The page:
c. Which are the opportunities for companies and entrepreneurs to design goods and services for a Circular Economy?

 

LEA:  From my perspective the most important opportunity is that consumers are asking for good materials and good products. We are not talking about the government because we cannot expect anything from it right now. It’s not about rules, it’s not about economic revenues, so more than that, it’s about people. People are asking for good products and they are asking what’s going to happen next to their mobile phone or their houses, or everything they use. I think this is the most important opportunity here in Brazil.

 

CARLA:  I think there is a huge opportunity because everything needs to be redesigned. If you think that everything was designed for a linear economy, and we are trying to make this shift, everything needs to be redesigned with these principles in mind. So, we have infinite opportunities for innovation, and this is innovation that is necessary that is intentional, no just this trendy idea of innovation. So, I think this is the biggest opportunity that we’ve seen, to redesign our whole industry.

 

   d. Are companies and governments investing in innovation in Brazil?

 

CARLA:  I think we are still not in the best place for innovation. Brazilians we have a very innovative creative spirit and I think that a lot of entrepreneurs, especially smaller companies, are very interested in innovating, and they are doing this against all odds, but we don’t have public policies to really support innovation. Legislation is usually punitive for polluters, and even so not usually informed, but we don’t really have a lot of mechanisms to support this kind of innovation for small companies and also for big companies. We feel that companies want to do this but a lot of them don’t have the resources or don’t want to allocate resources to really going deep with innovation.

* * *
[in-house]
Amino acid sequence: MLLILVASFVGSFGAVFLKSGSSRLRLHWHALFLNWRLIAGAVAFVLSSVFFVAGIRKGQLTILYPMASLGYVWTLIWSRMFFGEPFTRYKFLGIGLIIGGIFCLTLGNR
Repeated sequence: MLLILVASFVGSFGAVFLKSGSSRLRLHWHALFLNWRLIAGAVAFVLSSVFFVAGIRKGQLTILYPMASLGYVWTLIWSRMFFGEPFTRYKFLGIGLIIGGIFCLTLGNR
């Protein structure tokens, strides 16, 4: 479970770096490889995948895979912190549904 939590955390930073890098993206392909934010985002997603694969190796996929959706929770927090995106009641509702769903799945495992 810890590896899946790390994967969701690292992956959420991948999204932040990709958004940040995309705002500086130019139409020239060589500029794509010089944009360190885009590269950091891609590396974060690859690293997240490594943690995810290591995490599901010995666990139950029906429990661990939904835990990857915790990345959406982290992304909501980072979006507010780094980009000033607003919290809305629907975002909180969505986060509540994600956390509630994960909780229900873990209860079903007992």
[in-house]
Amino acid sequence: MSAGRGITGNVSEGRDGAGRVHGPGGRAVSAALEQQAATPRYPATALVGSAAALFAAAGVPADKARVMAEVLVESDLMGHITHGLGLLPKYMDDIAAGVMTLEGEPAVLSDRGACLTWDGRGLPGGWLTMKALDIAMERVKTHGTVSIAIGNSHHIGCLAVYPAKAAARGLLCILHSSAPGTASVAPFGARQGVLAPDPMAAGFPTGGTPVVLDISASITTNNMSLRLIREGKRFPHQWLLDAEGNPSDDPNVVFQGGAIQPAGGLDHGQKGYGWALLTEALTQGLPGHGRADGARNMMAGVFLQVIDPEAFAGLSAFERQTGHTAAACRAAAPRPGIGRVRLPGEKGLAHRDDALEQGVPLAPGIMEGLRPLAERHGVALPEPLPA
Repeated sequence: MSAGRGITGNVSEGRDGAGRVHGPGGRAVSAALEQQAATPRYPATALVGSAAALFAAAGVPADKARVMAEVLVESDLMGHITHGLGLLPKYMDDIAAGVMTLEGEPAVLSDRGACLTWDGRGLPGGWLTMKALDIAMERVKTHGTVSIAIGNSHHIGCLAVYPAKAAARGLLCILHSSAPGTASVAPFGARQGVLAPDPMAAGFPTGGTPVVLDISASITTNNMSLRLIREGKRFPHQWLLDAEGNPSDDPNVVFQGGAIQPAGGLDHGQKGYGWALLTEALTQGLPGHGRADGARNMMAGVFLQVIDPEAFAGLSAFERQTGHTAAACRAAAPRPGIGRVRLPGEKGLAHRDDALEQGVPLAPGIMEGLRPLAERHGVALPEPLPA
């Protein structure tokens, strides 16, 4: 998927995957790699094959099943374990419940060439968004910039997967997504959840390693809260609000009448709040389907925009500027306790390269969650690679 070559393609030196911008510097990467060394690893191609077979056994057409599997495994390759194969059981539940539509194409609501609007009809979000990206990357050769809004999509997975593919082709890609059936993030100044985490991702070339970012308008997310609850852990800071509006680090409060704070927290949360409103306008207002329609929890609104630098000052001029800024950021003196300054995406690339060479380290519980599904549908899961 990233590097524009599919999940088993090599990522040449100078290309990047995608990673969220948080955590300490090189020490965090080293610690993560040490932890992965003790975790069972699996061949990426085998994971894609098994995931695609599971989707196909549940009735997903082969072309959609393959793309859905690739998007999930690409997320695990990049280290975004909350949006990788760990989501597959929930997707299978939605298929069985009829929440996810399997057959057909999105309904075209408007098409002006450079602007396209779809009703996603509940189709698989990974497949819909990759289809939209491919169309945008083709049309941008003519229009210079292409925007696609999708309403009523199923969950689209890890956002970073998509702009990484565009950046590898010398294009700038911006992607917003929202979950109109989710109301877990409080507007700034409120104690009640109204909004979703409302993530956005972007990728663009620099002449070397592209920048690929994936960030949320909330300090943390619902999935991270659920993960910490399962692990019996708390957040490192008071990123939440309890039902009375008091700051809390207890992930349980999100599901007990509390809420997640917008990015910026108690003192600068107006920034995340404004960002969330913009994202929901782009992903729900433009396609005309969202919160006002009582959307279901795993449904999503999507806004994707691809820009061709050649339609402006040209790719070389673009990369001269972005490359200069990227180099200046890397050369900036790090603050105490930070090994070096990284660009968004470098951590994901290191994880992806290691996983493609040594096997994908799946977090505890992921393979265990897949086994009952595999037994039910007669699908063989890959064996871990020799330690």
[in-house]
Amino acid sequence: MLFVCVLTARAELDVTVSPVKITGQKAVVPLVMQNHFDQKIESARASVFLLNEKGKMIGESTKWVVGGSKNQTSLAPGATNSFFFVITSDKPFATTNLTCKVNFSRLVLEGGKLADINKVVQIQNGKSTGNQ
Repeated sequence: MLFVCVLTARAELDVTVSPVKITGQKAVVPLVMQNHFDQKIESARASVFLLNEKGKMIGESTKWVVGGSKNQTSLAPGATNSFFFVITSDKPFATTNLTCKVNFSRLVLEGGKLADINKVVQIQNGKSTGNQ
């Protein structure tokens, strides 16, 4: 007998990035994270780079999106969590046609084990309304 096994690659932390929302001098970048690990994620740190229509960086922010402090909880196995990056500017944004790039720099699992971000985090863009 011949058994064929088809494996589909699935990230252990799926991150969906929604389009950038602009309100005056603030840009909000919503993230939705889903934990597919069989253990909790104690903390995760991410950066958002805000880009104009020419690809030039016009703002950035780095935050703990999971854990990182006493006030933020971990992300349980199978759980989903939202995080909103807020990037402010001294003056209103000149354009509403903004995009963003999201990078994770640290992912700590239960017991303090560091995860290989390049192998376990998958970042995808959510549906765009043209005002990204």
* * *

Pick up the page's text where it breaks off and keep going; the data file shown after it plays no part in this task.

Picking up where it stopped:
LEA:  I agree that people have an innovative mind and that there is a lack of incentives for innovation, but I also think that companies in general are afraid of being ahead… Many times, when we try to “sell” the idea of circular economy to companies, we go back with the answer of “is there somebody else doing this?”, “Am I going to be the first one?” “What happens if it doesn’t work?”. Sometimes, we still have this colonial way of thinking where nobody wants to be the first. I am telling you mainly about the big businesses, that are very worried about their instant revenue, they are more conservative. On the other hand, I also know that there are a lot of innovations going on in small businesses and small initiatives.

 

 

  4. Which are the potential barriers for a Circular Economy transition in the Americas?

 

LEA:  Well, we already talked about legislation and norms, I think they are still not very helpful. For instance, in Brazil, if you want to recycle a plastic bottle, you have to pay the same tax as if you are extracting the raw materials. What happens is that you pay taxes twice, when you extract and then when you recycle. This is one thing that is a great barrier that we must overcome. Another thing that I think is very particular to South America, and probably the southern hemisphere, is that we have to deal with a lot of informal activities. We faced lots of  problems when we were building the house (Casa Circular) because we had to work with informal workers, because this is the business as usual for construction. Moreover, there are some materials that we still don’t know many things about, for example, what is our ceiling made of. In Brazil,  we also have the political scenario that is very bad from an environmental point of view. The question is how can we work forward when all the political scenario is going backwards. It’s been  hard for us to understand what to expect for the coming years.